My first year (hell, my first two years) of sobriety, I didn't complain in public very much. I swallowed a lot of anger and resentment, and when asked how I was, "Oh, I'm fine!" was always my answer. I think it was blogging that really helped me vocalize my icky feelings. And oddly, those first posts where I would complain and vent were my most popular. At first, I thought it was because misery loves company, but now I realize those posts were my most honest. And people respond to honesty. It doesn't matter if you are genuinely happy, or truthfully pissy, something resonates with us when someone is sharing who they are. It's like a gift, to be shown that in others. To know that none of us are perfect, but that we can try to honest about ourselves as we go along.

    Now it's my turn to wonder if what I said makes any sense... Keep writing and venting, and don't worry if it's bleak or dark. Don't feel the need to make excuses for it either--just work on being honest and vulnerable in your writing. It will help you, and it will help those who read.

    (and thank you---because I think I just wrote my next RoS post. LOL)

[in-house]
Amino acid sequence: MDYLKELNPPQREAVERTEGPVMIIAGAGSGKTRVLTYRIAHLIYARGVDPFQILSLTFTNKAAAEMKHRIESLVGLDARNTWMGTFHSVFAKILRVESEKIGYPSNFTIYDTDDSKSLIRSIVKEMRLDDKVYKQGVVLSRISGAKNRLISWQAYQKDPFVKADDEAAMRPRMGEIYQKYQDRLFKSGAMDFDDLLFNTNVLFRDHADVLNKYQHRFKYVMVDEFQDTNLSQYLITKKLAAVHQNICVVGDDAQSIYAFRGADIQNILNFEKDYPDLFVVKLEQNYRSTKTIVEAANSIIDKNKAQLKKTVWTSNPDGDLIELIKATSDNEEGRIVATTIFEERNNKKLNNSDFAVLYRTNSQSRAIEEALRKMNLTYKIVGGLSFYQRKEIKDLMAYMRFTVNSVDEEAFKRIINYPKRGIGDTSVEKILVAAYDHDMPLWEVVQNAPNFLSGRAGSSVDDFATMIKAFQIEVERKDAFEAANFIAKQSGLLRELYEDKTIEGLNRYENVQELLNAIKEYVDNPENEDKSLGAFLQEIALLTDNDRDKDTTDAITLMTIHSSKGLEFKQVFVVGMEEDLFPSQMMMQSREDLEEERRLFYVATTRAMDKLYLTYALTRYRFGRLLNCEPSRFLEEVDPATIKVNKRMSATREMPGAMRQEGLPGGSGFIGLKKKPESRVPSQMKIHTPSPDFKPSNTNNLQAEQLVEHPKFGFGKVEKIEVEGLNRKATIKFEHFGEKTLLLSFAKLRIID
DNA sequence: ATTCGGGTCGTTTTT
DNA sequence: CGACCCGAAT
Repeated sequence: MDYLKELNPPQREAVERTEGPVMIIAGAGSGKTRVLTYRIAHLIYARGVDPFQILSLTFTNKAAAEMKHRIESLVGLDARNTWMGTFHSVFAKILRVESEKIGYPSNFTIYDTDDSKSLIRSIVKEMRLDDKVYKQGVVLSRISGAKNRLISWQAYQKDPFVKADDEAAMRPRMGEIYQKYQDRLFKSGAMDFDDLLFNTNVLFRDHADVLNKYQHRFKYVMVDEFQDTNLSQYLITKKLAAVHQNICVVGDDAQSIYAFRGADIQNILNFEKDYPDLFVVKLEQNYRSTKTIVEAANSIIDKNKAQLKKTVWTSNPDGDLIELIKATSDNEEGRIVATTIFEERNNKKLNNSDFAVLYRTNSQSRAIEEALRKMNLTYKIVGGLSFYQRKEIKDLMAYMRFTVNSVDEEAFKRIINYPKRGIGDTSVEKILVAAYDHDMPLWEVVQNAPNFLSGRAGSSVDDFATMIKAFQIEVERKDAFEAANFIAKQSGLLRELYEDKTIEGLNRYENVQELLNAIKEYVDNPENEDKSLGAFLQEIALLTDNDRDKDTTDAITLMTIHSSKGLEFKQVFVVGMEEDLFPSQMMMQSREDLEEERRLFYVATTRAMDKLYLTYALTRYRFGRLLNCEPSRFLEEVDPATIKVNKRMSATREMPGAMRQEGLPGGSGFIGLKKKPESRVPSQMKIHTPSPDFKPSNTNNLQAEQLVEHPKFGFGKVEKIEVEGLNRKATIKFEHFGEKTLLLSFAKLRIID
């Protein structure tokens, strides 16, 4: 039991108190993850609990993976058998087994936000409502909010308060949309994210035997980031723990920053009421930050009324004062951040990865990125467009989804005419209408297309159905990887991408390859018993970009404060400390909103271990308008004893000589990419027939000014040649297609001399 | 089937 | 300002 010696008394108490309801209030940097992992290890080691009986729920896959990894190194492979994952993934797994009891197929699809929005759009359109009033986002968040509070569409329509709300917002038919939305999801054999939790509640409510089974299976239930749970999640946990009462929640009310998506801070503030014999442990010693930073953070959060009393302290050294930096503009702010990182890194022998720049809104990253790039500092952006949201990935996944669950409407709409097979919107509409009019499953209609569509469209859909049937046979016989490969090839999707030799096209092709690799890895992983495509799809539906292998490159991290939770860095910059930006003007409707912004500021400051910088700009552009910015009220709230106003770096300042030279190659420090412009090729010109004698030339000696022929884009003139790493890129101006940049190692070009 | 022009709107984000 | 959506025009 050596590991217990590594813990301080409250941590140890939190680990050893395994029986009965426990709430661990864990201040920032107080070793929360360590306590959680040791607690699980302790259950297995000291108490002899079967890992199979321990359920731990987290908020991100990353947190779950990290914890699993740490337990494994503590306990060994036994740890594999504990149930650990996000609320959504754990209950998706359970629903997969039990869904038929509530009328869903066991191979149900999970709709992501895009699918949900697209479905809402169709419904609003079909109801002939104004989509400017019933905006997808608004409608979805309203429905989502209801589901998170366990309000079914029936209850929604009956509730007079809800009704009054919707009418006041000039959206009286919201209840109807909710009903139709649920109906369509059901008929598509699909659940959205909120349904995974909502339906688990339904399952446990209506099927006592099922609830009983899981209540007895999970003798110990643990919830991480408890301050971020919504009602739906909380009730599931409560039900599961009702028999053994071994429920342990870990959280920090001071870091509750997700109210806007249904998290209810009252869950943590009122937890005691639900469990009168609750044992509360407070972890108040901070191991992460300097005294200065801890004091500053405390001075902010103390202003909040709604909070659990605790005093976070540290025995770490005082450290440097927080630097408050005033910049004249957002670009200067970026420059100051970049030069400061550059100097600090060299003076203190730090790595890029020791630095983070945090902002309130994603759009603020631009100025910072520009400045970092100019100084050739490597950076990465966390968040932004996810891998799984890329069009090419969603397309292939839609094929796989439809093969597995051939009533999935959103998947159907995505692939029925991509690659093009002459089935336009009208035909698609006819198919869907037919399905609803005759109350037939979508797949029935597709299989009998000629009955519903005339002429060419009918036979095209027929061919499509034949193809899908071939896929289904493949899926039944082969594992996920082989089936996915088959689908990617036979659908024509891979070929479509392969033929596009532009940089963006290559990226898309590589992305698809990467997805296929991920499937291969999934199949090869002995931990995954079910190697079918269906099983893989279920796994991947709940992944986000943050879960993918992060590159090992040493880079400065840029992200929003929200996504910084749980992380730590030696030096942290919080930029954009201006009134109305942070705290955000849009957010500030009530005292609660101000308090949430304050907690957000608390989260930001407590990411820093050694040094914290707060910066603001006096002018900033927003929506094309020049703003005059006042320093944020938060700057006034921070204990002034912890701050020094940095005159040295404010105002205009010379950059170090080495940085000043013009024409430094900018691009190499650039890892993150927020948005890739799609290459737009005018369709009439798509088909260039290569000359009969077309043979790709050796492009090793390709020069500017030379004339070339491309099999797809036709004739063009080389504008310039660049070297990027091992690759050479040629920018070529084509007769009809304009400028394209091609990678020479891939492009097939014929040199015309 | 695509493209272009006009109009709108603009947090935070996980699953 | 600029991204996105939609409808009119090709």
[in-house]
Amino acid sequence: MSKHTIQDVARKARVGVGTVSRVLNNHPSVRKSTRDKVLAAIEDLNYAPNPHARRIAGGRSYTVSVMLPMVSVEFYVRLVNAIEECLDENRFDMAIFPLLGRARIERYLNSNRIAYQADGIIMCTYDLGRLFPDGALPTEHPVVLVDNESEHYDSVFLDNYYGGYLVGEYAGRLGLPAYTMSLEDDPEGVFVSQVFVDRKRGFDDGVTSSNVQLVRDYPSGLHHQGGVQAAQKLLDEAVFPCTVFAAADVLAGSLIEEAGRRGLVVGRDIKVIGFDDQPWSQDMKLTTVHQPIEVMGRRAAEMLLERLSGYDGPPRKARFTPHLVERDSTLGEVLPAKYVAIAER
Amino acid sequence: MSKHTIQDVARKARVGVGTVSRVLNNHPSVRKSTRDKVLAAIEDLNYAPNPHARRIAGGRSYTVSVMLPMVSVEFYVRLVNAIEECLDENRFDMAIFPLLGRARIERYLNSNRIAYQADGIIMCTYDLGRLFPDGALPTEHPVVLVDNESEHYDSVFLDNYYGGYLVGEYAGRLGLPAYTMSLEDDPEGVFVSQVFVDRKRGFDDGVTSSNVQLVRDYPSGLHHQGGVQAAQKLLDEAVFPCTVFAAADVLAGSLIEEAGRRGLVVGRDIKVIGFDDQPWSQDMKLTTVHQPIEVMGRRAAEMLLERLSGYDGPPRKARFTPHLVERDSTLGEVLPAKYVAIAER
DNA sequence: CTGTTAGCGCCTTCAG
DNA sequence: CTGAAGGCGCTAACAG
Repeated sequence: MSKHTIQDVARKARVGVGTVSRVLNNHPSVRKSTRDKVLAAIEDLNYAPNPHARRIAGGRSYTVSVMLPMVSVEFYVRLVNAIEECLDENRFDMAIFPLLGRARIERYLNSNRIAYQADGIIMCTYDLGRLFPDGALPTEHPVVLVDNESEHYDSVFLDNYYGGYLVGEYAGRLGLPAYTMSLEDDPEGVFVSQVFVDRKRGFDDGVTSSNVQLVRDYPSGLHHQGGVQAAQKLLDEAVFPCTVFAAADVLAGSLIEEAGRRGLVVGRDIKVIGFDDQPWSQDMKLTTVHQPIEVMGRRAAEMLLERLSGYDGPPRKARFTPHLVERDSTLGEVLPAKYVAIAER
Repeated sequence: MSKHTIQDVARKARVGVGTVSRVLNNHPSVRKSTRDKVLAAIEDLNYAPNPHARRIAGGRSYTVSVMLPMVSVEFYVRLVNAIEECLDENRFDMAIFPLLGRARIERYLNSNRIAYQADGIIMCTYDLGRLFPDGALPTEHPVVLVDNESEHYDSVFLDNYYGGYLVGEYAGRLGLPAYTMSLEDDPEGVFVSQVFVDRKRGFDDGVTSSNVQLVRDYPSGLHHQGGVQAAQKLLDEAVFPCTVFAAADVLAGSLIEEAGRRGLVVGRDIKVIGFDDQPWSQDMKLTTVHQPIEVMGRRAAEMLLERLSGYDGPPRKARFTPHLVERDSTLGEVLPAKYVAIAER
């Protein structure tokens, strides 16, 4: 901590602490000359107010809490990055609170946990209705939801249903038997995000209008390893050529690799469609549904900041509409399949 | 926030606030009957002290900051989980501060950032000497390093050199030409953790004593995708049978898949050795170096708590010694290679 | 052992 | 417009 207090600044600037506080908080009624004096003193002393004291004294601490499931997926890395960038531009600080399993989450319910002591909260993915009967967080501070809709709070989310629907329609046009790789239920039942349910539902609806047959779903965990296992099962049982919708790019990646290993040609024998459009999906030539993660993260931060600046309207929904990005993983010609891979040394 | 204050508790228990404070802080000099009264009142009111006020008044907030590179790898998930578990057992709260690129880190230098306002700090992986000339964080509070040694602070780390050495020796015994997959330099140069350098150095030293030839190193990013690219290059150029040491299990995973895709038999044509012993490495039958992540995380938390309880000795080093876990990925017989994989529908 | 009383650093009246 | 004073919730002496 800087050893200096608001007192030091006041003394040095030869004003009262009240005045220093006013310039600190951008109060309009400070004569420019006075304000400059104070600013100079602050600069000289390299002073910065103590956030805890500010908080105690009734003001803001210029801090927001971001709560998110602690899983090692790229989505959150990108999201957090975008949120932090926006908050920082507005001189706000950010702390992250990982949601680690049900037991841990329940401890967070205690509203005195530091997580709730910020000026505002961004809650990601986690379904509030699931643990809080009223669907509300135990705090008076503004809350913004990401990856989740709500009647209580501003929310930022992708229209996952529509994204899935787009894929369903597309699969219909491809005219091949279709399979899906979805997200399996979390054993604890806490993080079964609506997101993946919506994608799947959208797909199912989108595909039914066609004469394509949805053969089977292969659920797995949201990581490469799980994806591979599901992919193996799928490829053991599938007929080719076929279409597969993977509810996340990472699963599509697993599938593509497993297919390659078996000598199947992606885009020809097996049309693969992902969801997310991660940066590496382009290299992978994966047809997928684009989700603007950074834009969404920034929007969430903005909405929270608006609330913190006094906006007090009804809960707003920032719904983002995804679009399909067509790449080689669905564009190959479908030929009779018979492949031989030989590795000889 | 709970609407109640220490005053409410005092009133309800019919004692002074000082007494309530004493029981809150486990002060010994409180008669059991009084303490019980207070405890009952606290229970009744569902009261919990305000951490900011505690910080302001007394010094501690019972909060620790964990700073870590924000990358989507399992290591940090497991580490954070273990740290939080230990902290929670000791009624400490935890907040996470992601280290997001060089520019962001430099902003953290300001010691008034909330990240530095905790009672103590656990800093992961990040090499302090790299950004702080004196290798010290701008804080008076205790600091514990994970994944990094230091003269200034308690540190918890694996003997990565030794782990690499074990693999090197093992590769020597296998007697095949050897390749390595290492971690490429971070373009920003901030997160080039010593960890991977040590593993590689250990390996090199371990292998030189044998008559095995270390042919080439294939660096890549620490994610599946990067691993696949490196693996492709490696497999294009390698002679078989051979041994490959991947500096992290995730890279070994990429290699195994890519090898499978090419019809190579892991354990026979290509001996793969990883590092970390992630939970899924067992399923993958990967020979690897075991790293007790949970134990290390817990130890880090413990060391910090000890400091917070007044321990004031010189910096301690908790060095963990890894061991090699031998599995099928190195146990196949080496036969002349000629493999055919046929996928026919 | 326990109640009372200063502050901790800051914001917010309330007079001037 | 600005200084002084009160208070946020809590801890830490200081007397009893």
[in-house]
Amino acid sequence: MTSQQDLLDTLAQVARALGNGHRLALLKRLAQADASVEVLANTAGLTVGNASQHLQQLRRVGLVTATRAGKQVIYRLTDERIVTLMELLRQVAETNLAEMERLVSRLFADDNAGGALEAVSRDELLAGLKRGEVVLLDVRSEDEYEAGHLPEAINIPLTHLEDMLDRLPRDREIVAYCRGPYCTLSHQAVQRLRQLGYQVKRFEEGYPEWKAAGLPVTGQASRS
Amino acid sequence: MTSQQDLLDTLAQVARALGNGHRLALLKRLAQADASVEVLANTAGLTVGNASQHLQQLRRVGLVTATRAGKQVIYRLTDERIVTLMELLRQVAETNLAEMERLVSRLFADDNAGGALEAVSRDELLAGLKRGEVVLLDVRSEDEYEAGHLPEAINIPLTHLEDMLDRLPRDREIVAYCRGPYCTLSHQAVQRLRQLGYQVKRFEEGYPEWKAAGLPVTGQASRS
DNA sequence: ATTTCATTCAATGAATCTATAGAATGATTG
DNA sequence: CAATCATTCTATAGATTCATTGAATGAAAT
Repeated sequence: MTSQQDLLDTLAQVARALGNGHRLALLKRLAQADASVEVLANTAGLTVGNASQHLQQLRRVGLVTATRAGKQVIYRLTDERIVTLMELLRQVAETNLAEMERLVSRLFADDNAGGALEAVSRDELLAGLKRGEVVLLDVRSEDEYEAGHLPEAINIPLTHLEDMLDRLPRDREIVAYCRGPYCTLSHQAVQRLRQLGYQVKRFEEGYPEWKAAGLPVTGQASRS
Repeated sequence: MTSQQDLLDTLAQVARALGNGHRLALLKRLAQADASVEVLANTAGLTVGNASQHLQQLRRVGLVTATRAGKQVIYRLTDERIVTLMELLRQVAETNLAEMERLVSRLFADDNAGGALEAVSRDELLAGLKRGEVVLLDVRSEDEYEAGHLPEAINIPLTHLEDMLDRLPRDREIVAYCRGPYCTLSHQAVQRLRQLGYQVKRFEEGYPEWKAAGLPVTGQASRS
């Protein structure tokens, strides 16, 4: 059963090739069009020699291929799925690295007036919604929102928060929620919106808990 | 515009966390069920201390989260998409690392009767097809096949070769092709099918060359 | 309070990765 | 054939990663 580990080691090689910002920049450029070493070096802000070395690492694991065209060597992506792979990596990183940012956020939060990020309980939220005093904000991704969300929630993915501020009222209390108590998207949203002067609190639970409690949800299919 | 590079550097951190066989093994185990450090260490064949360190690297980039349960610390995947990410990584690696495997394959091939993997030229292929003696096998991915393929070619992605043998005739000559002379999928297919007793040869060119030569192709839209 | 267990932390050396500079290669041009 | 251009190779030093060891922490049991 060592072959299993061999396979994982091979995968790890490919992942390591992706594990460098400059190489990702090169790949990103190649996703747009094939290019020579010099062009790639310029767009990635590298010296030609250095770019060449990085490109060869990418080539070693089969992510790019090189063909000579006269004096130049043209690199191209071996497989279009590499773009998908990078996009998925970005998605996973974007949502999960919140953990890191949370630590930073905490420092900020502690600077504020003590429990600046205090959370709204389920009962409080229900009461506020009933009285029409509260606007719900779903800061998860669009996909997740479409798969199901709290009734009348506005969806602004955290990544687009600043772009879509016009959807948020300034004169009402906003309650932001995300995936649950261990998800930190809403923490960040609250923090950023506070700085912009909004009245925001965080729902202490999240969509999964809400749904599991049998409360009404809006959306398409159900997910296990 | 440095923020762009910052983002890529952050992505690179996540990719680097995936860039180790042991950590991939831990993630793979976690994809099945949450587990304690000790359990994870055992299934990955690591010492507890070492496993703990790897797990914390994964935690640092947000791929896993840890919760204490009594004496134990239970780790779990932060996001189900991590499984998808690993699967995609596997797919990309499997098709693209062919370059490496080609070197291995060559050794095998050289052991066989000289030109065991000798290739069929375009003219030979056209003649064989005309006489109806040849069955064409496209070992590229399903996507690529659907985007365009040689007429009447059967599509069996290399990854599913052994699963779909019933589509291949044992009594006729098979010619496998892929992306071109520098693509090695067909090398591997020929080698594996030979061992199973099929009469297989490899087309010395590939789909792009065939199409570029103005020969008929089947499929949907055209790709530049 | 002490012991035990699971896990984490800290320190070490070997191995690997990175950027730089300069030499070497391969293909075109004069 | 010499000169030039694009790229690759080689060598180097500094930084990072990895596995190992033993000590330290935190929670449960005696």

Hope today finds you well, Christy

    1. Thanks so much, Christy. You do make sense, as always. I'm grateful to have a place where I can be honest, even when it's not cheery or pretty. And I think vocalizing the ick might help me get through it. It's not easy, but I'm trying. And yes, I do feel much better today. Many thanks to you, and I'll look forward to that next RoS post. xo

  2. Thanks for your honesty and sharing the rawness. It's really hard to do that, but so important. For me the hardest thing about being sober is dealing with the stuff I routinely numbed away. I spent a good chunk of today lying on the couch, grappling with this crushing tightness in my chest and throat has come back with such a vengance. It's a feeling from when I was really young. It's a physical symptom -- maybe similar to what you wrote about being tight and twisted like a pretzel. When I drank I could just numb it away. And now I'm not drinking, I have to actually experience it. Learn it's message. Listen -- stop numbing, blotting out. So yep, it's not all rainbows. It's brave and tough. But we're brave and tough. And I love your moss story. Elizabeth Gilbert's Signature of all Things is about moss, and a good light read. Keep writing!